The New Jersey Truth-in-Consumer Contract, Warranty and Notice Act, N.J.S.A 56:12-14, et seq. (“TCCWNA”) is a unique consumer protection statute that prohibits sellers and other commercial entities from providing consumer contracts or notices containing unenforceable terms. As stated by the sponsor of the Act, the inclusion of unenforceable provisions “deceives a consumer into thinking that they are enforceable and for this reason the consumer often fails to enforce his rights.” Sponsor Statement to Assembly Bill cited in Shelton v., Inc.,70 A.3d 544, 551 (N.J. 2013).The statute raises the stakes in drafting consumer contracts because sellers not only have to consider the enforceability of every provision of their contracts under traditional criteria such as contract formation and unconscionability; they must also consider that the very inclusion of an unenforceable term in a contract may violate the Act.

The Act has spawned increasing numbers of class actions and threatened class actions against retailers whose websites contain allegedly unenforceable provisions in their Terms of Use (TOU) and Terms of Sale (TOS). Those complaints center primarily on exculpatory and indemnity provisions in the TOU and TOS. This paper reviews the most recent developments that may affect such claims and considers pending legislation to revise the Act.

Section 15 of the TCCWNA

Section 15 of the Act provides that no seller or other commercial entity shall offer a consumer a contract or notice “which includes a provision that violates any clearly established legal right of a consumer or responsibility of a seller … as established by State or Federal Law.” So, for example, exculpatory and indemnification clauses in consumer contracts may violate the statute if they impose on consumers all risks of using the site or purchasing products from the site and fail to specify that the defendant could still be held liable for its own conduct under certain circumstances. See e.g., Walters v. YMCA, 437 N.J.Super. 111, 118-119 (2014) (premises liability cannot be disclaimed) and Castro v. Sovran Self Storage, 2015 WL 4380775 (D.N.J 2015) (self-storage operator cannot sell contents at private sale without notice).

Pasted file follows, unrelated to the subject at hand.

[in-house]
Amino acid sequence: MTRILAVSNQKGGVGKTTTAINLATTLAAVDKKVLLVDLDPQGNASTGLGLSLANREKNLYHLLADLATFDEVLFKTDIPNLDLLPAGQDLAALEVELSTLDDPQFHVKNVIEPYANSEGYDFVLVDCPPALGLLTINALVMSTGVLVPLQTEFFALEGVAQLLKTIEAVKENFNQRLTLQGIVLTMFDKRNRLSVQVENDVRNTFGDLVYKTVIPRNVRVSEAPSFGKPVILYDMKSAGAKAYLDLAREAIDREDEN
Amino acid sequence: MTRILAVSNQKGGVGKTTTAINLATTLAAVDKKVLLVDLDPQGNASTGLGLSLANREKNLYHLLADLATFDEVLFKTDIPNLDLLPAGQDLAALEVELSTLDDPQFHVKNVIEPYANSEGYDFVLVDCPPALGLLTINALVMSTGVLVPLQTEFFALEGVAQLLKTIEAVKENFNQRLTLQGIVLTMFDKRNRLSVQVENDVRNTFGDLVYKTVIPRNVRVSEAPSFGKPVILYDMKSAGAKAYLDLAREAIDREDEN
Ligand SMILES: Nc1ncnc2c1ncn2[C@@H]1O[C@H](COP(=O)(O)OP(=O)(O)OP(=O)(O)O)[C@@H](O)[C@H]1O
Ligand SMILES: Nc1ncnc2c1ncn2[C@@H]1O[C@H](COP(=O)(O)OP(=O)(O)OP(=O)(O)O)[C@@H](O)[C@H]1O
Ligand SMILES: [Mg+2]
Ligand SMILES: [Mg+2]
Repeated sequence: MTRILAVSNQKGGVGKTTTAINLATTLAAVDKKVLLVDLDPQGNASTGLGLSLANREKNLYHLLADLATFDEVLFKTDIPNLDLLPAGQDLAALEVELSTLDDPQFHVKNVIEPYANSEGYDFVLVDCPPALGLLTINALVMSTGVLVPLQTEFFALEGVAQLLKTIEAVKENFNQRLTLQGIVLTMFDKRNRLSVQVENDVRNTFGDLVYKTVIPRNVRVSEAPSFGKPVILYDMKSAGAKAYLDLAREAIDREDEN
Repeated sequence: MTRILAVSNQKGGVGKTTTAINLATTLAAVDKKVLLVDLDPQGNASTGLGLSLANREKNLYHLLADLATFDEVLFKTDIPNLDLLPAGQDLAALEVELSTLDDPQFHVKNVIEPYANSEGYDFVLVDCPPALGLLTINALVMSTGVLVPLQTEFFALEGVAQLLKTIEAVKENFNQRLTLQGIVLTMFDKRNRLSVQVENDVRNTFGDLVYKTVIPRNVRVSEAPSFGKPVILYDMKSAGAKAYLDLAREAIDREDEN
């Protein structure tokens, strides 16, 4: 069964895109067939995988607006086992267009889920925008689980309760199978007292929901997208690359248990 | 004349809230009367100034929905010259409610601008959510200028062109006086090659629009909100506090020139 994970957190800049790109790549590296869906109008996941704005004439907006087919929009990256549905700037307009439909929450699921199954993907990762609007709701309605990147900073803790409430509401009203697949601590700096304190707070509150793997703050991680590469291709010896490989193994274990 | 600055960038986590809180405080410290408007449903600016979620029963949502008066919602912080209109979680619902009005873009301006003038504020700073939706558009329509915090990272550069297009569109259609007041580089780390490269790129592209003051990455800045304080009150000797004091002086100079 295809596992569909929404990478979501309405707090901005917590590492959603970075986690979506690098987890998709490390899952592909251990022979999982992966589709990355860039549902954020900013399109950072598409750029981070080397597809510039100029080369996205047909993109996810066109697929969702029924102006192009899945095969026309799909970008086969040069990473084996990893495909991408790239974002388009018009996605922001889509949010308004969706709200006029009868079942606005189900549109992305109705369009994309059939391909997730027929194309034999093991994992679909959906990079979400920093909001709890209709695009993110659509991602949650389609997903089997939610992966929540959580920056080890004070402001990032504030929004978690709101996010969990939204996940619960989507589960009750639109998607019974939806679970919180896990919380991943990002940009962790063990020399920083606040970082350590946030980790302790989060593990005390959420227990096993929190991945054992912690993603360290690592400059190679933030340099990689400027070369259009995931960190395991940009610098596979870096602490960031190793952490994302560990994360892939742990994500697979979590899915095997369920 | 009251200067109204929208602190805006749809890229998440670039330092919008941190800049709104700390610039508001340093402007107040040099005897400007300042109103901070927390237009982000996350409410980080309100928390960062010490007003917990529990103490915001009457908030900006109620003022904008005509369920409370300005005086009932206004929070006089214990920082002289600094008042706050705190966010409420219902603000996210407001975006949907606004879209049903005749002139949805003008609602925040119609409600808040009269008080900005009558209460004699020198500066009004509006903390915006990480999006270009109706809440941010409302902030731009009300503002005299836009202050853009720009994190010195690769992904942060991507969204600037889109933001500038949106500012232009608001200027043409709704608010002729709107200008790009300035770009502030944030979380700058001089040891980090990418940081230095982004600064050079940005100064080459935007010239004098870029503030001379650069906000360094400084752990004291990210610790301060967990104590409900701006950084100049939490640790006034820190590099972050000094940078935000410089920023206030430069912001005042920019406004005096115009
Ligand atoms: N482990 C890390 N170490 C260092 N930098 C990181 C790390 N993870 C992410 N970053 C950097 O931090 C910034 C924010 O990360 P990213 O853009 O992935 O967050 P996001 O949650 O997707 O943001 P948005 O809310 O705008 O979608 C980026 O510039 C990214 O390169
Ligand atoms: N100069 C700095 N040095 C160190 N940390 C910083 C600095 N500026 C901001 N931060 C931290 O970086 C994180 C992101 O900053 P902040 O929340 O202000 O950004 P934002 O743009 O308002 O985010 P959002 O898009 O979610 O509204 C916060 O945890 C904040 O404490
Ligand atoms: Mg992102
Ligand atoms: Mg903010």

The statute was enacted in 1981, long before the rise of e-commerce, which helps explain why we found only two documented opinions referencing the Act before 2005, but well over a hundred opinions since then. The pace of recent opinions is accelerating as plaintiffs push for broader interpretations of the Act against online retailers. In many such cases, retailers’ website TOU or TOS were drafted based on the law of the jurisdiction specified in their standard terms and conditions, without scrutinizing the enforceability of each provision under New Jersey law. Nevertheless, such online retailers could find themselves in violation of the TCCWNA if any of those terms are deemed contrary to any New Jersey or federal law.